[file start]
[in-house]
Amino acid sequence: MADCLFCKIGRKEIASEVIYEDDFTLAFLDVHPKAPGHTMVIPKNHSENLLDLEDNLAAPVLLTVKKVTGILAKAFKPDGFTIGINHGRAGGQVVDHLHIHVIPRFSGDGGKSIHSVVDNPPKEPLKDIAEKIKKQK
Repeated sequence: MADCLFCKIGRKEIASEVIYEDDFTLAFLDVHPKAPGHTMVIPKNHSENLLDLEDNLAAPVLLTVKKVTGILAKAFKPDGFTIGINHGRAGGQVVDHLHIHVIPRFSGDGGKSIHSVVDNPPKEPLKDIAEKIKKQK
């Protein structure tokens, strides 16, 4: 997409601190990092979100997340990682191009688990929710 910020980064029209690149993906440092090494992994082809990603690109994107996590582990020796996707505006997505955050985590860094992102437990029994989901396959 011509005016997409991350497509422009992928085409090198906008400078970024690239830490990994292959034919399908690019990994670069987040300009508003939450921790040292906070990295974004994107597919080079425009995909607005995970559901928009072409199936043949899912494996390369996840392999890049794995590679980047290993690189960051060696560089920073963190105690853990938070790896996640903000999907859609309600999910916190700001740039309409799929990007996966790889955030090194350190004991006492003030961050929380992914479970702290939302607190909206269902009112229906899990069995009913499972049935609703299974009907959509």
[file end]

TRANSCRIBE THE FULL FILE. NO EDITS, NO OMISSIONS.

[in-house]
Amino acid sequence: MADCLFCKIGRKEIASEVIYEDDFTLAFLDVHPKAPGHTMVIPKNHSENLLDLEDNLAAPVLLTVKKVTGILAKAFKPDGFTIGINHGRAGGQVVDHLHIHVIPRFSGDGGKSIHSVVDNPPKEPLKDIAEKIKKQK
Repeated sequence: MADCLFCKIGRKEIASEVIYEDDFTLAFLDVHPKAPGHTMVIPKNHSENLLDLEDNLAAPVLLTVKKVTGILAKAFKPDGFTIGINHGRAGGQVVDHLHIHVIPRFSGDGGKSIHSVVDNPPKEPLKDIAEKIKKQK
């Protein structure tokens, strides 16, 4: 997409601190990092979100997340990682191009688990929710 910020980064029209690149993906440092090494992994082809990603690109994107996590582990020796996707505006997505955050985590860094992102437990029994989901396959 011509005016997409991350497509422009992928085409090198906008400078970024690239830490990994292959034919399908690019990994670069987040300009508003939450921790040292906070990295974004994107597919080079425009995909607005995970559901928009072409199936043949899912494996390369996840392999890049794995590679980047290993690189960051060696560089920073963190105690853990938070790896996640903000999907859609309600999910916190700001740039309409799929990007996966790889955030090194350190004991006492003030961050929380992914479970702290939302607190909206269902009112229906899990069995009913499972049935609703299974009907959509």